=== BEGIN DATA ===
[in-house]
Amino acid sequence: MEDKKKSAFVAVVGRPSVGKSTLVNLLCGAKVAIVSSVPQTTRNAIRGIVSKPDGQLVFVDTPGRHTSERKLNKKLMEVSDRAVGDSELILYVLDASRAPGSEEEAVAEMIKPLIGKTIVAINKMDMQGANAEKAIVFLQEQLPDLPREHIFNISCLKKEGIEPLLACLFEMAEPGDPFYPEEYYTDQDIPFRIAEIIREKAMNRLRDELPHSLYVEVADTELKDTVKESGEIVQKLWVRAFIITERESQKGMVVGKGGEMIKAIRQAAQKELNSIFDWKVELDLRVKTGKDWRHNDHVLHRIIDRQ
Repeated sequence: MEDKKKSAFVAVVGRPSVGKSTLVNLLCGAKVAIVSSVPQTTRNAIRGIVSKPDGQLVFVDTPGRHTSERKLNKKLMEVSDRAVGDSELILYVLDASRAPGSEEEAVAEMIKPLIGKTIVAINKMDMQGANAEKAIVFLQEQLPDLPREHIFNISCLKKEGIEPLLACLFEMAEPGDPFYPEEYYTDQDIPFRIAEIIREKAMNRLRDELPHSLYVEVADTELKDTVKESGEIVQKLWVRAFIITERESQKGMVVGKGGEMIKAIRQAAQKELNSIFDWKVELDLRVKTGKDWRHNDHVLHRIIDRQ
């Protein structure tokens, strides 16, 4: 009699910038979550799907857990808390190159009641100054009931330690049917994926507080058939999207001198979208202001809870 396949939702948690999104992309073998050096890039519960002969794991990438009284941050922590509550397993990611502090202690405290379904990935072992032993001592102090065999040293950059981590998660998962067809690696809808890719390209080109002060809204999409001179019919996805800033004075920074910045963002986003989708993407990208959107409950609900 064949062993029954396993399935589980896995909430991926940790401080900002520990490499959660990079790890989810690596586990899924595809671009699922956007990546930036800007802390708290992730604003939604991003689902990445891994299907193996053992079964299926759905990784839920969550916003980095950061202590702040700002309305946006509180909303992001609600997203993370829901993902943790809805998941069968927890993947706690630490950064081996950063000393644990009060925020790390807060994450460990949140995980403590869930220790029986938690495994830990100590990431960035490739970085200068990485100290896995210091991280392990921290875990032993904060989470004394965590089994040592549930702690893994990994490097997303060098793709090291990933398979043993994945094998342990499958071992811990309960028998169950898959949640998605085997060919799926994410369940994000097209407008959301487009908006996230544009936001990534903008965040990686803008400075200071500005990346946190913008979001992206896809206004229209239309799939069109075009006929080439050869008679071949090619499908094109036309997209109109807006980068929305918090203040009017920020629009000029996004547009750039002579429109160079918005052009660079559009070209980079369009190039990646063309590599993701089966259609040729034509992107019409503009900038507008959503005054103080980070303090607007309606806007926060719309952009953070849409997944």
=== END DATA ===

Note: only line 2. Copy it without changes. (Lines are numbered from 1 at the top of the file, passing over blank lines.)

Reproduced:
Amino acid sequence: MEDKKKSAFVAVVGRPSVGKSTLVNLLCGAKVAIVSSVPQTTRNAIRGIVSKPDGQLVFVDTPGRHTSERKLNKKLMEVSDRAVGDSELILYVLDASRAPGSEEEAVAEMIKPLIGKTIVAINKMDMQGANAEKAIVFLQEQLPDLPREHIFNISCLKKEGIEPLLACLFEMAEPGDPFYPEEYYTDQDIPFRIAEIIREKAMNRLRDELPHSLYVEVADTELKDTVKESGEIVQKLWVRAFIITERESQKGMVVGKGGEMIKAIRQAAQKELNSIFDWKVELDLRVKTGKDWRHNDHVLHRIIDRQ